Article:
This remedy builds on the idea that the system for exchanging financial information instituted by the OECD in 2009 has not produced any effect as Zucman’s findings document that the wealth held in tax havens has increased since then. Whilst these results are well-founded and cast no doubt about the failure of the information-sharing agreements against tax evasion at the aggregate level, this could not be always true at the country level. Indeed, recent research on offshore finance suggests that engaging in Tax Information Exchange Agreements with tax havens has decreased the use of tax haven countries by US investors because of the increased risk of detection for tax evaders. Nevertheless, Zucman’s results are still informative as they provide the reader with a broader picture and, most importantly, call for more research to reconcile previous findings.
In the final part of the book, Zucman devotes his efforts to shedding light on tax avoidance perpetrated by multinational companies. This is a completely different problem from tax evasion, because it is done within the letter, but with complete disregard for the spirit, of the law. Zucman argues that the corporate tax system as it was conceived by the League of Nations in the 1920s is no longer viable because multinationals have become increasingly mobile and can easily rout their profits to tax havens. According to his estimate, US multinational corporations are reducing their tax liabilities by about $130 billion a year.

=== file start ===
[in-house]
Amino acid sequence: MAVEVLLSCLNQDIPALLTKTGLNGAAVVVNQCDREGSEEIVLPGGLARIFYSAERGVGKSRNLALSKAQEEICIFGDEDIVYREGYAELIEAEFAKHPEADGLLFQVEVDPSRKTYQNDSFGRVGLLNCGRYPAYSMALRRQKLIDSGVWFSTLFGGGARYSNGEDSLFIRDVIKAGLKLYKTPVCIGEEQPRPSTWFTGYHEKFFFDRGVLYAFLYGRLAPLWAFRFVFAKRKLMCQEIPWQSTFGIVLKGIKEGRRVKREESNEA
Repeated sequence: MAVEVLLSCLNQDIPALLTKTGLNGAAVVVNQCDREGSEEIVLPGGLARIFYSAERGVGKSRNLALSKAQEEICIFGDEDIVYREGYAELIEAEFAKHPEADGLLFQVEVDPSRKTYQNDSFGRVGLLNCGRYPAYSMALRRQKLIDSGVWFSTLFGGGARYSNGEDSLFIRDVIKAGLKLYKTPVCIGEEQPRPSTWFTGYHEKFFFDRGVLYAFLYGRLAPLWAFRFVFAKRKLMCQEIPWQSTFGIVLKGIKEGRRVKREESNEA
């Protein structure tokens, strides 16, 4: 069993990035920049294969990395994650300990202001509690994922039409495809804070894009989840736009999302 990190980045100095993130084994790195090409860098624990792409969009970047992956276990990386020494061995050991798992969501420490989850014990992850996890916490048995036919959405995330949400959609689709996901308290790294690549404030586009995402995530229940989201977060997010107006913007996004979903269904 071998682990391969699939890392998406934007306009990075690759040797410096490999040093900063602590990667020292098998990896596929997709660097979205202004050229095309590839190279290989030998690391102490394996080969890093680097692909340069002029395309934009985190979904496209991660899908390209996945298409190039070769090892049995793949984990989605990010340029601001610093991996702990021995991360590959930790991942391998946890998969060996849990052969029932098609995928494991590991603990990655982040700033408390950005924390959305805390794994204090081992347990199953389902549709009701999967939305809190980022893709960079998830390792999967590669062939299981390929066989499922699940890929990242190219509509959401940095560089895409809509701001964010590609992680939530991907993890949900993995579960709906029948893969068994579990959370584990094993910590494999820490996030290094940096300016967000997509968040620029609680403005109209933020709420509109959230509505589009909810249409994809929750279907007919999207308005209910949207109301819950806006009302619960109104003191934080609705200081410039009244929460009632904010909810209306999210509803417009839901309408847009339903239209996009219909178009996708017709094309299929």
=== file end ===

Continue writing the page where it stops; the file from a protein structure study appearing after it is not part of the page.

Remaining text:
Consistent with his argument, there is plenty of empirical evidence documenting multinationals’ profit shifting, but important questions remain unanswered. A recent study provides new evidence that is contrary to conventional wisdom: the decline in effective tax rates is not concentrated in multinational companies; it has declined at approximately the same rate for both multinational and domestic firms. Nonetheless, Zucman’s effort to estimate the revenues lost by the US government is paramount to understanding the problem, and he puts forth a number of ideas for future research.